Defensible space inspections underway in San Marcos

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SAN MARCOS, Calif. – San Marcos firefighters are taking a different approach to educating residents about wildfire protection. Crews will be headed out in the next few weeks to conduct defensible space inspections.

“In addition to our yearly abatement programs, we’re also doing defensible space inspections in high and extreme fire danger zones,” said Bob Scott, division chief and fire marshall.

He said an estimated 1,500 homes are identified in such areas. Fire inspection teams will be going door to door to look at a number of factors including visibility of address numbers, water supply and defensible space.

“You need to have the first 50 feet around your home clear of any debris, brush and dead of dying matter,” said Scott. “Then from 50 to 100 feet past that zone, there has to be at least a 50 percent reduction.”

Tree branches must be at least 10 feet away from the home and woodpiles kept away from structures.

Scott said in some cases, 100 feet of defensible space works, but in San Marcos firefighters are pushing for 150 feet.

“The reason for that is because we have identified during fires such as the recent Cocos fires in 2014, 150 feet of defensible space will save a home,” said Scott.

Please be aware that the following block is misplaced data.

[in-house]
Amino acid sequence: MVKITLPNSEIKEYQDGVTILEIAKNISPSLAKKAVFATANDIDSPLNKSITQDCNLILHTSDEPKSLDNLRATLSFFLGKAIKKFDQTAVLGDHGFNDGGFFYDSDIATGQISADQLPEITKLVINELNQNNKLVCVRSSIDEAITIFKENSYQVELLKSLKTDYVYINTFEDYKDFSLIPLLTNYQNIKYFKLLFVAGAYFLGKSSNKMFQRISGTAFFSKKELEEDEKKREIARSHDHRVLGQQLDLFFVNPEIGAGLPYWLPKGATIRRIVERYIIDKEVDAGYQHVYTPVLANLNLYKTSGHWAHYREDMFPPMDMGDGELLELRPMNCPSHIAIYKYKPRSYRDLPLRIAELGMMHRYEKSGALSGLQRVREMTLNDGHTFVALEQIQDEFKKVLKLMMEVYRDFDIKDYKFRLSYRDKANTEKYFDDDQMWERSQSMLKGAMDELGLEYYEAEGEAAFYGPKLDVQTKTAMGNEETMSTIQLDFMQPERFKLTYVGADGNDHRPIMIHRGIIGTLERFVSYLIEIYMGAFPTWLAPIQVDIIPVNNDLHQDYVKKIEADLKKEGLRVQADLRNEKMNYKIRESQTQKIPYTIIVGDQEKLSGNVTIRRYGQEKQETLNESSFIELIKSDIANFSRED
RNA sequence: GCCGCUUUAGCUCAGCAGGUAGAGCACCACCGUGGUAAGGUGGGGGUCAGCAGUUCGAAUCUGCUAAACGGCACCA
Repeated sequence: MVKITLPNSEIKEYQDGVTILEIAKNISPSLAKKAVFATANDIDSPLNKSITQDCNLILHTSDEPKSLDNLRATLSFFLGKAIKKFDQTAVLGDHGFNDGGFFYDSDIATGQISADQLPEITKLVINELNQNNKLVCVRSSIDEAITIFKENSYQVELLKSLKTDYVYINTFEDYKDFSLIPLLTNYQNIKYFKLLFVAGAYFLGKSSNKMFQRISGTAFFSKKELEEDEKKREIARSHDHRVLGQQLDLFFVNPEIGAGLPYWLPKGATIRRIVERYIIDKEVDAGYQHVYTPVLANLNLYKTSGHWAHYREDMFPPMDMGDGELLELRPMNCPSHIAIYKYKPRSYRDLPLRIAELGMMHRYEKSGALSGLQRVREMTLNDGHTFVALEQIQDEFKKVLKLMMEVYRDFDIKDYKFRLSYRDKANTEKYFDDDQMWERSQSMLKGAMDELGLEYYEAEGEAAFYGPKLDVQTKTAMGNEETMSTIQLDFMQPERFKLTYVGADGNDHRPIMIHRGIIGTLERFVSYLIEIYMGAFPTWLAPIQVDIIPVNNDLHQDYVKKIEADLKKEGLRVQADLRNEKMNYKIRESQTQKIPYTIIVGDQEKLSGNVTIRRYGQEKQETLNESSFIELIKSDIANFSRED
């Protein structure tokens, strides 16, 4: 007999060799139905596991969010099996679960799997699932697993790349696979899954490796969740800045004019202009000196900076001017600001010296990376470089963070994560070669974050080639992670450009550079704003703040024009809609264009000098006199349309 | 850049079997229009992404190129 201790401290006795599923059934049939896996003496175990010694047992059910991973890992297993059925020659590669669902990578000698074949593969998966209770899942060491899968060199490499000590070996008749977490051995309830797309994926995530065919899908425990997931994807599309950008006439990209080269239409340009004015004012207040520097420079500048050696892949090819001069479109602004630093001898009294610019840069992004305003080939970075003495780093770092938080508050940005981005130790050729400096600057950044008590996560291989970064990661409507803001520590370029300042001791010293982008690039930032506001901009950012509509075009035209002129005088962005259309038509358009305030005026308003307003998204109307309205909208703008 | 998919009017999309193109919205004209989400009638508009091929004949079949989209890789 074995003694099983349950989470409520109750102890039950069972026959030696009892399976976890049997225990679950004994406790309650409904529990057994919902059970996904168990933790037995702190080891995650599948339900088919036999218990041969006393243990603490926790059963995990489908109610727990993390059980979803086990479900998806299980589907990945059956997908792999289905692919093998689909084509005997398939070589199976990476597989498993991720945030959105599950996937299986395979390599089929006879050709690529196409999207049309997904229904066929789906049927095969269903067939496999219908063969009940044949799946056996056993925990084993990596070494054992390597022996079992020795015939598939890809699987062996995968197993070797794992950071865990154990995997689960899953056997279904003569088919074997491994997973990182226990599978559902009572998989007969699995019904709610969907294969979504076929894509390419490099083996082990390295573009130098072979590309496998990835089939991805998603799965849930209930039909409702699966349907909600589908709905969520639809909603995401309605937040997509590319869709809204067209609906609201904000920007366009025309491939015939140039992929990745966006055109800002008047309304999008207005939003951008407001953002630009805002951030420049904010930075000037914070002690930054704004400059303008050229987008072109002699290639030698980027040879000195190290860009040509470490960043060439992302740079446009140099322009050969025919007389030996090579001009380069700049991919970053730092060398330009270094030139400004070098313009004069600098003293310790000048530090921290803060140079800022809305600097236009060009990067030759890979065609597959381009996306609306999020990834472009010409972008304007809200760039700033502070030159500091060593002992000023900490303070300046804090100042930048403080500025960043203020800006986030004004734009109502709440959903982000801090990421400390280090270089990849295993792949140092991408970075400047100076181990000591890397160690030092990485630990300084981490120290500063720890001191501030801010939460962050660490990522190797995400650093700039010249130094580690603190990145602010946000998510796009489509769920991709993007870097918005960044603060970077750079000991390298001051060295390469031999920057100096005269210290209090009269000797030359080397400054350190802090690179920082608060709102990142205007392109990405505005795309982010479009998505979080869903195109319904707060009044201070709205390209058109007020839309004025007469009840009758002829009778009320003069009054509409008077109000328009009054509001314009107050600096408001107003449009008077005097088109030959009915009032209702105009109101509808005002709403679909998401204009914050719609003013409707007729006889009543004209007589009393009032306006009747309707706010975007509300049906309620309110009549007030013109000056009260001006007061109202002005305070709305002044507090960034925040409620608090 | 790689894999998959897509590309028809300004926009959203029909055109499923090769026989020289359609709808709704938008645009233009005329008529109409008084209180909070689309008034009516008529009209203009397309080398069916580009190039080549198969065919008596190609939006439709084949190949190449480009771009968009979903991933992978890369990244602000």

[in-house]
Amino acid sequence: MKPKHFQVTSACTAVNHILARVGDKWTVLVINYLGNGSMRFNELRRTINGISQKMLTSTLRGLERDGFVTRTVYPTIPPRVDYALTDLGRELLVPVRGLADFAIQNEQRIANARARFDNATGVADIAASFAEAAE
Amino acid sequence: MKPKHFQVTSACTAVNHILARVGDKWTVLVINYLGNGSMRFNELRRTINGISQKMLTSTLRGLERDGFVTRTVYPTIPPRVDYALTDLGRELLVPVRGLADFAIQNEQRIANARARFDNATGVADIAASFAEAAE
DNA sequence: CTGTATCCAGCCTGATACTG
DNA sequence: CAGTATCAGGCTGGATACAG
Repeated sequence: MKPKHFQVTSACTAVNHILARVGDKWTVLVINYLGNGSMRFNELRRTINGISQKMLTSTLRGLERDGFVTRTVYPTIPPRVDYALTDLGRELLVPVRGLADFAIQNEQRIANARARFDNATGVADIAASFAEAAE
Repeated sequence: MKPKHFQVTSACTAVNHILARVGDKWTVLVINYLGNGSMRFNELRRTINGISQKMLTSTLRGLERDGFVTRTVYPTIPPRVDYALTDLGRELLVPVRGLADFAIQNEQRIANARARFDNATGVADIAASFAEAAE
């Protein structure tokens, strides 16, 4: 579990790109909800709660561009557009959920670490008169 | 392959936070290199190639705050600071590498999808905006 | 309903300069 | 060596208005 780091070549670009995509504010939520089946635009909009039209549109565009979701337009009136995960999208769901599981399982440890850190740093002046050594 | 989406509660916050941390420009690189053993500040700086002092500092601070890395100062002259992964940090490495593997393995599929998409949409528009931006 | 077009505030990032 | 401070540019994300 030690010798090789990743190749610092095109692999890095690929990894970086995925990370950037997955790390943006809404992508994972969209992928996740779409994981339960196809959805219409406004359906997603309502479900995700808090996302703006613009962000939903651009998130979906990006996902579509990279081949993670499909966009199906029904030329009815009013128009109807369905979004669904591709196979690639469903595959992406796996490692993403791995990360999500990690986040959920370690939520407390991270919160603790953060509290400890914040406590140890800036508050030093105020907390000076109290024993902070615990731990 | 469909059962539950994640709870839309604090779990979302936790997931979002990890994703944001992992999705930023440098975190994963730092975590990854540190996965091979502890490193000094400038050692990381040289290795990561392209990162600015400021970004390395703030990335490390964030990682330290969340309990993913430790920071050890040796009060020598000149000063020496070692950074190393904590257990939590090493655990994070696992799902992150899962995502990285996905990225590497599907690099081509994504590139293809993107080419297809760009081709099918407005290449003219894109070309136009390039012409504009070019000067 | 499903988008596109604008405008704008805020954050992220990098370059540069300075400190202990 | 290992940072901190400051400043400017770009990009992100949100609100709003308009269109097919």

Scott said even if residents weren’t home, firefighters would conduct inspections by sight from the street. If any problems are identified, the homeowner will be notified by mail.

He said occasionally some residents need some extra education.

“We do have people that have their idea of what defensible space is and we have our idea of what defensible space is,” said Scott.

Scott said it’s more important than ever to get the concept right this year.

“People shouldn’t be fooled by 'we had plenty of rain.' We’re still in a severe drought,” said Scott.

“I spend a lot of time cleaning up,” said Reno Bartolo.

Bartolo moved into his home on Phoenix Way shortly after the Cocos fire raged through the hillside surrounding his neighborhood. It’s the images from the massive May 2014 wildfires that keep him vigilant.

“I’ve already yanked out two to three fruit trees that have died,” said Bartolo. “Trees will die during this drought.”

He applauded the inspections being conducted by San Marcos Fire Department and said if inspectors show up at his home, he’s ready.

“I’d pass,” said Bartolo. “I know the criteria. I’m almost positive I’d pass.”

Scott said most residents comply, but for those that do not, by law, firefighters can conduct a forced abatement.

“That’s when we hire a contractor and they come in and clear everything,” said Scott. “However, it’s rare we do this. We want to give them every opportunity to comply by education."